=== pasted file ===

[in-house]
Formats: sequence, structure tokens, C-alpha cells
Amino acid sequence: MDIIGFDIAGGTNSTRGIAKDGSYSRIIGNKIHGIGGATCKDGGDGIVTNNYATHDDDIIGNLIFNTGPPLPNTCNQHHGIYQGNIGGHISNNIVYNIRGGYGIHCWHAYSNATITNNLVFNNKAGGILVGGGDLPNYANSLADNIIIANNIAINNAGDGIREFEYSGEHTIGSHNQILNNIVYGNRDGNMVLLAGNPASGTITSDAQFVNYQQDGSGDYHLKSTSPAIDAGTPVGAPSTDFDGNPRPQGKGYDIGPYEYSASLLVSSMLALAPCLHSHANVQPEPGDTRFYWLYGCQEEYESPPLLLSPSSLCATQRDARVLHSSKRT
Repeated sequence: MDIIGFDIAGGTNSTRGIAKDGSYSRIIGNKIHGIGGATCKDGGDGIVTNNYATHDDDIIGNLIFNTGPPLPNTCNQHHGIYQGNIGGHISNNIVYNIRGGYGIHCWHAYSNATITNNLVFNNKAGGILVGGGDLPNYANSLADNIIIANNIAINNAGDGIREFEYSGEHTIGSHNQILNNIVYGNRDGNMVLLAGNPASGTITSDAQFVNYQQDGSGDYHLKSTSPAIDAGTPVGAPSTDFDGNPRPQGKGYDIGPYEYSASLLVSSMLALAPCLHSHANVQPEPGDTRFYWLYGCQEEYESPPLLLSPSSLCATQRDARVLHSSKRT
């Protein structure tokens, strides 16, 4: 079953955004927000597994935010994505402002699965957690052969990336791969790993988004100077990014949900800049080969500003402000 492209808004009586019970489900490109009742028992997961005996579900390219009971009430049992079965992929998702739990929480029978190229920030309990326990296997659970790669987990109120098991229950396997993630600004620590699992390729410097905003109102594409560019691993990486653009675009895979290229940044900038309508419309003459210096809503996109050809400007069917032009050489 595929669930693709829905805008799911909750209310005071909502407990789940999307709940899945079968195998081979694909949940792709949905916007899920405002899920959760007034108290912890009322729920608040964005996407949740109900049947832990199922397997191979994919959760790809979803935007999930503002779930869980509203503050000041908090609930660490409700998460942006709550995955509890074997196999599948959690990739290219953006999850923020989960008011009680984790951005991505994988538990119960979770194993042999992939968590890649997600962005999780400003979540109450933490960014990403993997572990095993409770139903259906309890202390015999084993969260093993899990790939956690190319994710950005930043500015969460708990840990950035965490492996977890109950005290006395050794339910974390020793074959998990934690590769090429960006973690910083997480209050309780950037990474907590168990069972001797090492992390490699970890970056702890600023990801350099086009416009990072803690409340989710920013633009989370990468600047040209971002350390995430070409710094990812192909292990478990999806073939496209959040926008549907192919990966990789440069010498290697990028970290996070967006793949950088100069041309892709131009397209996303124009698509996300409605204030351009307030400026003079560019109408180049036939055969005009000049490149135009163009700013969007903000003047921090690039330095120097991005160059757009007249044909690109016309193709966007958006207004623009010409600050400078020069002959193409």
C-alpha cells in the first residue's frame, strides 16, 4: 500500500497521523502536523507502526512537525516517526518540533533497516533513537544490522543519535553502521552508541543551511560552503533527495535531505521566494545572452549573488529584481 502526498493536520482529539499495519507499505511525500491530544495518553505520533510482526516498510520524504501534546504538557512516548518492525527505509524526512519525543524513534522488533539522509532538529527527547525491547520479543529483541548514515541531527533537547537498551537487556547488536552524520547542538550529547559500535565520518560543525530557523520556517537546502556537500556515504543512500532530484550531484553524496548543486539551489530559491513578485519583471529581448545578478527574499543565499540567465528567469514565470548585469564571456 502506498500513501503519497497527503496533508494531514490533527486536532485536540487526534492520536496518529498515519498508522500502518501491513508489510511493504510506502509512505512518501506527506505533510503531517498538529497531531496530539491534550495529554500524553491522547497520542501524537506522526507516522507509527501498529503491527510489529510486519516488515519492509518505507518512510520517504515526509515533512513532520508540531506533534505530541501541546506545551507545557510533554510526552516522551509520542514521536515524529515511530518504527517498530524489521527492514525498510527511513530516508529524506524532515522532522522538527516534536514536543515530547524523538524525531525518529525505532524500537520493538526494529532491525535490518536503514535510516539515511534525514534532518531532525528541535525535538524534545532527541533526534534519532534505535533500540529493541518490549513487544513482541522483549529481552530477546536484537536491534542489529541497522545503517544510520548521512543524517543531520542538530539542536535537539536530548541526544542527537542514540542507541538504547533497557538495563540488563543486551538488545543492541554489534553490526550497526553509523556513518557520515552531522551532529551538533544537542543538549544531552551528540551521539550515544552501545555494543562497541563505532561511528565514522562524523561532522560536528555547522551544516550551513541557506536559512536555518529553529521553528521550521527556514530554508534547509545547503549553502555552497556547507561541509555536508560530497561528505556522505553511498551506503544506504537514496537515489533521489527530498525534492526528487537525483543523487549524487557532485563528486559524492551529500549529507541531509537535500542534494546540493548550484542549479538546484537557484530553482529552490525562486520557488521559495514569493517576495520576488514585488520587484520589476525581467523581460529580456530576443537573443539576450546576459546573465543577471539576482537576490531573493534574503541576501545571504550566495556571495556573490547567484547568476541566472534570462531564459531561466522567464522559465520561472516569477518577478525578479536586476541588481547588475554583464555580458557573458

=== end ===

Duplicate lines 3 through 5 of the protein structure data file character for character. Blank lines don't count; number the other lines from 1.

Amino acid sequence: MDIIGFDIAGGTNSTRGIAKDGSYSRIIGNKIHGIGGATCKDGGDGIVTNNYATHDDDIIGNLIFNTGPPLPNTCNQHHGIYQGNIGGHISNNIVYNIRGGYGIHCWHAYSNATITNNLVFNNKAGGILVGGGDLPNYANSLADNIIIANNIAINNAGDGIREFEYSGEHTIGSHNQILNNIVYGNRDGNMVLLAGNPASGTITSDAQFVNYQQDGSGDYHLKSTSPAIDAGTPVGAPSTDFDGNPRPQGKGYDIGPYEYSASLLVSSMLALAPCLHSHANVQPEPGDTRFYWLYGCQEEYESPPLLLSPSSLCATQRDARVLHSSKRT
Repeated sequence: MDIIGFDIAGGTNSTRGIAKDGSYSRIIGNKIHGIGGATCKDGGDGIVTNNYATHDDDIIGNLIFNTGPPLPNTCNQHHGIYQGNIGGHISNNIVYNIRGGYGIHCWHAYSNATITNNLVFNNKAGGILVGGGDLPNYANSLADNIIIANNIAINNAGDGIREFEYSGEHTIGSHNQILNNIVYGNRDGNMVLLAGNPASGTITSDAQFVNYQQDGSGDYHLKSTSPAIDAGTPVGAPSTDFDGNPRPQGKGYDIGPYEYSASLLVSSMLALAPCLHSHANVQPEPGDTRFYWLYGCQEEYESPPLLLSPSSLCATQRDARVLHSSKRT
């Protein structure tokens, strides 16, 4: 079953955004927000597994935010994505402002699965957690052969990336791969790993988004100077990014949900800049080969500003402000 492209808004009586019970489900490109009742028992997961005996579900390219009971009430049992079965992929998702739990929480029978190229920030309990326990296997659970790669987990109120098991229950396997993630600004620590699992390729410097905003109102594409560019691993990486653009675009895979290229940044900038309508419309003459210096809503996109050809400007069917032009050489 595929669930693709829905805008799911909750209310005071909502407990789940999307709940899945079968195998081979694909949940792709949905916007899920405002899920959760007034108290912890009322729920608040964005996407949740109900049947832990199922397997191979994919959760790809979803935007999930503002779930869980509203503050000041908090609930660490409700998460942006709550995955509890074997196999599948959690990739290219953006999850923020989960008011009680984790951005991505994988538990119960979770194993042999992939968590890649997600962005999780400003979540109450933490960014990403993997572990095993409770139903259906309890202390015999084993969260093993899990790939956690190319994710950005930043500015969460708990840990950035965490492996977890109950005290006395050794339910974390020793074959998990934690590769090429960006973690910083997480209050309780950037990474907590168990069972001797090492992390490699970890970056702890600023990801350099086009416009990072803690409340989710920013633009989370990468600047040209971002350390995430070409710094990812192909292990478990999806073939496209959040926008549907192919990966990789440069010498290697990028970290996070967006793949950088100069041309892709131009397209996303124009698509996300409605204030351009307030400026003079560019109408180049036939055969005009000049490149135009163009700013969007903000003047921090690039330095120097991005160059757009007249044909690109016309193709966007958006207004623009010409600050400078020069002959193409």